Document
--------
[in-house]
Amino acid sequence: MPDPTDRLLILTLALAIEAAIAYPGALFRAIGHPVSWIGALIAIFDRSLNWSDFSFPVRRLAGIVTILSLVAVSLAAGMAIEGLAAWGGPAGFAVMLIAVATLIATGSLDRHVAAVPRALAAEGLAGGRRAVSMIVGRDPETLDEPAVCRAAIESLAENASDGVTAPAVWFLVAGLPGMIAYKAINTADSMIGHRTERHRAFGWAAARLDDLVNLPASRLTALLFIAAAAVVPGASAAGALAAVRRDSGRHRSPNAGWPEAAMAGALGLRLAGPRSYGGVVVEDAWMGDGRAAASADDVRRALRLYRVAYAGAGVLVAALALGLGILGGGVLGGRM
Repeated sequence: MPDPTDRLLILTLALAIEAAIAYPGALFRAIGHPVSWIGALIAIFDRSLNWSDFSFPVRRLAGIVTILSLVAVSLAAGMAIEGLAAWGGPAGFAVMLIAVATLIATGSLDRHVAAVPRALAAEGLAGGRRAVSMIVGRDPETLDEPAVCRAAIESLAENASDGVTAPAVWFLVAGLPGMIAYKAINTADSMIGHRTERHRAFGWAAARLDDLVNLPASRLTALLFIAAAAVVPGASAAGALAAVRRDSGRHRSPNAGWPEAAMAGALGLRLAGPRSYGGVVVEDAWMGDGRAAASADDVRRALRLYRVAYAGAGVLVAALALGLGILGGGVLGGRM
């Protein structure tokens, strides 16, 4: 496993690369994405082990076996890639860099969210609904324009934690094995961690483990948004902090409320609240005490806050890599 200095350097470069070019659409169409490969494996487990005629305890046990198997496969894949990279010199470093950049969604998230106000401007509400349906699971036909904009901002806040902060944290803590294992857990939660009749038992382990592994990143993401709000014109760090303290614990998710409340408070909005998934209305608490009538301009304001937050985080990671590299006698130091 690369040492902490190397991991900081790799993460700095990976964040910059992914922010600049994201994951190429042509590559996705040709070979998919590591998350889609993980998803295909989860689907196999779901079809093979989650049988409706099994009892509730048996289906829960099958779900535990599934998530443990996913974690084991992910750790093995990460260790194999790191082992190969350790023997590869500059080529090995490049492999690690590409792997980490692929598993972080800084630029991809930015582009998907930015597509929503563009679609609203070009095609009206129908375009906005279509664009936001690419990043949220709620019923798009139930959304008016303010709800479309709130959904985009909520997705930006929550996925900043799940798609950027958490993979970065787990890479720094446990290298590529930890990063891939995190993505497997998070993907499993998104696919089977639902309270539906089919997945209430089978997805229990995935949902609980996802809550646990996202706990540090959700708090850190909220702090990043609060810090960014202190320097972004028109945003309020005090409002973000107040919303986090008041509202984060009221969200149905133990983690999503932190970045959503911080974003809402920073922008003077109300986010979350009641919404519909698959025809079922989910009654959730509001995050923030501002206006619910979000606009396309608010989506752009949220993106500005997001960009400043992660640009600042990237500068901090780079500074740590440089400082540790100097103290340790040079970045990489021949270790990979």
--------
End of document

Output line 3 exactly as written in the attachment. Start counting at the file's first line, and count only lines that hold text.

Repeated sequence: MPDPTDRLLILTLALAIEAAIAYPGALFRAIGHPVSWIGALIAIFDRSLNWSDFSFPVRRLAGIVTILSLVAVSLAAGMAIEGLAAWGGPAGFAVMLIAVATLIATGSLDRHVAAVPRALAAEGLAGGRRAVSMIVGRDPETLDEPAVCRAAIESLAENASDGVTAPAVWFLVAGLPGMIAYKAINTADSMIGHRTERHRAFGWAAARLDDLVNLPASRLTALLFIAAAAVVPGASAAGALAAVRRDSGRHRSPNAGWPEAAMAGALGLRLAGPRSYGGVVVEDAWMGDGRAAASADDVRRALRLYRVAYAGAGVLVAALALGLGILGGGVLGGRM